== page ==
1. Right View (Sammā Diṭṭhi)

 

Wholesome or unwholesome

Beneficial or harmful

Peaceful or hostile

The law of karma

The law of cause and effect

The Interdependent Origination

 

 

2. Right Thought (Sammā Saṅkappa)

 

Practice renunciation, relinquish desires, attain nirvana

 

 

3. Right Speech (Sammā Vāchā)

 

Abstain from false speech

Abstain from slanderous speech

Abstain from harsh speech

Abstain from idle speech

Abstain from covetousness

 

 

4. Right Action (Sammā Kammanta)

 

Abstain from killing

Abstain from stealing

Abstain from sexual misconducts

 

 

5. Right Livelihood (Sammā Ājīva)

 

 

 

6. Right Effort (Sammā Vāyāma)

 

Four Right Efforts (sammāppadhāna):

1.    Restraint (saṁvara) – Generating the desire for the non–arising of unwholesome states.

2.    Abandoning (pahāna) – Generating the desire for abandoning arisen unwholesome states.

3.    Developing (bhāvanā) – Generating the desire for the arising of wholesome states.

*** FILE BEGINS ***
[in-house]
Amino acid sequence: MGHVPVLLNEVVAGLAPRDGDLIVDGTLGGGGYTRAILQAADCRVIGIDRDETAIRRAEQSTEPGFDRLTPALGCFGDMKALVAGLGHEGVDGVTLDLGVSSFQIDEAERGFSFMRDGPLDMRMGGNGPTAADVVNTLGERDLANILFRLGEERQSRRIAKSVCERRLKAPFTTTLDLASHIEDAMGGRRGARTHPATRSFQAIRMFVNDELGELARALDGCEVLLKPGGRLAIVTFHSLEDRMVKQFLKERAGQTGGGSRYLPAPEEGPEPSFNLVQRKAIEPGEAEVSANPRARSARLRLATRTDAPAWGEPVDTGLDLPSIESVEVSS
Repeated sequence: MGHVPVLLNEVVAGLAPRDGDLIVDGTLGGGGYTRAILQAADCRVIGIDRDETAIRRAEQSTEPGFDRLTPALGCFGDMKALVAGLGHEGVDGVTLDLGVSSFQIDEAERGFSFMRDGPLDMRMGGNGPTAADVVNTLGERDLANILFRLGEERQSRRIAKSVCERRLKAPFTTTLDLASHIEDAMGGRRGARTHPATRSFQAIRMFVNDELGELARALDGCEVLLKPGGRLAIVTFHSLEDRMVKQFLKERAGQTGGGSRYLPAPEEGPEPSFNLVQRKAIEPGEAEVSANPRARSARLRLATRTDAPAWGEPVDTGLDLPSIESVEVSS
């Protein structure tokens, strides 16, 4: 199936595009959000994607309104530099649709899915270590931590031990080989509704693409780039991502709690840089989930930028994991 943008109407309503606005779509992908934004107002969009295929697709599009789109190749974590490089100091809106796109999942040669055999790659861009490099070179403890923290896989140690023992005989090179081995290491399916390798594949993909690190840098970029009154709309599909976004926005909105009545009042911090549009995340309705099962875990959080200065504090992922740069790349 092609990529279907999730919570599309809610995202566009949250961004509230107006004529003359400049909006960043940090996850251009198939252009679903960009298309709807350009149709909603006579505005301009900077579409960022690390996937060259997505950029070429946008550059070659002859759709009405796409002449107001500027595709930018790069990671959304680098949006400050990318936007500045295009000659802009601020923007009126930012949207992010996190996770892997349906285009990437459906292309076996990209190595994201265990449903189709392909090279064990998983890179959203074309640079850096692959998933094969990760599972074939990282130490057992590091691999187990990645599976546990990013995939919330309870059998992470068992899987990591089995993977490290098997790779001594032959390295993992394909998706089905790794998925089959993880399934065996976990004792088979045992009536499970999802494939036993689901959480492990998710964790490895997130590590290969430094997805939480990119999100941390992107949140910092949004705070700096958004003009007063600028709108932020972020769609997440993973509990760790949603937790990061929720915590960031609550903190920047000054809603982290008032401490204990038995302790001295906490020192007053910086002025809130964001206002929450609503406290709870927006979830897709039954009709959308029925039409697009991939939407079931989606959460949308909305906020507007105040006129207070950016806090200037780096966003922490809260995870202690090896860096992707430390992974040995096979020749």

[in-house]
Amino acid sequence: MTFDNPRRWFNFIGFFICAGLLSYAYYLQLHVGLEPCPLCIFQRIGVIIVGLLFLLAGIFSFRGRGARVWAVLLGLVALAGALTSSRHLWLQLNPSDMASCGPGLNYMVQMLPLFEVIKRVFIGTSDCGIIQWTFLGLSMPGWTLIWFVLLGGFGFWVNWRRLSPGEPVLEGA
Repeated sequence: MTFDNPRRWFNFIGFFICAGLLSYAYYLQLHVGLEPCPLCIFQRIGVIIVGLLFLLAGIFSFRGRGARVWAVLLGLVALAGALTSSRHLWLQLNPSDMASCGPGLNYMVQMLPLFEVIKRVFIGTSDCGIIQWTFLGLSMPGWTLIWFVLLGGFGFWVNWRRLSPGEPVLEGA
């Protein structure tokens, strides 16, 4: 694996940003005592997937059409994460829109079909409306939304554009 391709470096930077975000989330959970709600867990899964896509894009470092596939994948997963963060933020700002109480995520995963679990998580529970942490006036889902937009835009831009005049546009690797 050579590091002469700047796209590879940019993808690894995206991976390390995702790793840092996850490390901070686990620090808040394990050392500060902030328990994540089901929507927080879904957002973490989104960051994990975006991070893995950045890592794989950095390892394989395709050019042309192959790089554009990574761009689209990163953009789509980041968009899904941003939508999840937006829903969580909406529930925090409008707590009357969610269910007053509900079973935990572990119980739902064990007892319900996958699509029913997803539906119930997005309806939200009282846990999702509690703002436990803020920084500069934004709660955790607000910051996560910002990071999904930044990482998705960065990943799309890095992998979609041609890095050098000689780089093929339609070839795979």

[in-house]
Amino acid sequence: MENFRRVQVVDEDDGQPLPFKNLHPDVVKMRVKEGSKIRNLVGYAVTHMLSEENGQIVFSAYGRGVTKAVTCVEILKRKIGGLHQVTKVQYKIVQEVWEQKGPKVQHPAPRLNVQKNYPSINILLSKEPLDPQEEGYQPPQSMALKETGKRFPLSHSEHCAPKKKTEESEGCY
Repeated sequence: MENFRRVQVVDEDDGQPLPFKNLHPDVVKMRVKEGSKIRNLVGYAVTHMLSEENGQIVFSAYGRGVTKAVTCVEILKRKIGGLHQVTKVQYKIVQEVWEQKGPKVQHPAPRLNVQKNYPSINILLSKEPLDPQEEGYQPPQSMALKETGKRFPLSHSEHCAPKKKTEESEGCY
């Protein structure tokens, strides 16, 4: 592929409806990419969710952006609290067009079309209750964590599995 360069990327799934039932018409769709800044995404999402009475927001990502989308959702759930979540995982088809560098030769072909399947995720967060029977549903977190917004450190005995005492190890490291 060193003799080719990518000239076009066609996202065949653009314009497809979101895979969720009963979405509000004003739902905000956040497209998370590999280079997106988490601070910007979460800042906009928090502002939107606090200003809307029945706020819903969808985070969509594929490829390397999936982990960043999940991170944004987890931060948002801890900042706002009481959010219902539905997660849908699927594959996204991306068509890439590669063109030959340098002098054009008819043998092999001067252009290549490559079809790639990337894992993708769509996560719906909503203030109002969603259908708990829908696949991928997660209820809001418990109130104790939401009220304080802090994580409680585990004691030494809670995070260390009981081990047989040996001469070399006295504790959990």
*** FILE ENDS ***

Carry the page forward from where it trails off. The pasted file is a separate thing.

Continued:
4.    Protecting (anurakkhanā) – Generating the desire for continuing arisen wholesome states.

 

 

7. Right Mindfulness (Sammā Sati)

 

Four Foundations of Mindfulness

1.    Contemplation of the Body

2.    Contemplation of Feeling

3.    Contemplation of Mind

4.    Contemplation of Dhammas

 

 

8. Right Concentration (Sammā Samadhi)

 

First Jhāna: The practitioner experiences extremely pleasant sensations and a cessation of any existing physical aches.

 

Second Jhāna: This is characterized by emotional joy and increased serenity.

 

Third Jhāna: Joy changes to a more subdued feeling of contentment.

 

Fourth Jhāna: Equanimity reigns, with neither positive nor negative sensations in mind or body. Instead, there is an all–pervasive peace, with the mind singularly focused upon itself.

 

Fifth Jhāna: The practitioner’s attention shifts outward as if watching himself from above. The body experiences floating, expansive sensations, as though it were gradually filling out all of space.

 

Sixth Jhāna: The meditator realizes that the unlimited space he/she “occupies” includes his/her own consciousness. There is a sense of unification with nature and concentration becomes further pinpointed.

 

Seventh Jhāna: Realization dawns that this infinite consciousness contains nothing permanent – the universe is always in flux.

 

Eighth Jhāna: This is a state of indescribable peace. There is a little realization of the experience, yet the practitioner is not entirely unaware of what is happening, either. Enlightenment, however, is still some distance away.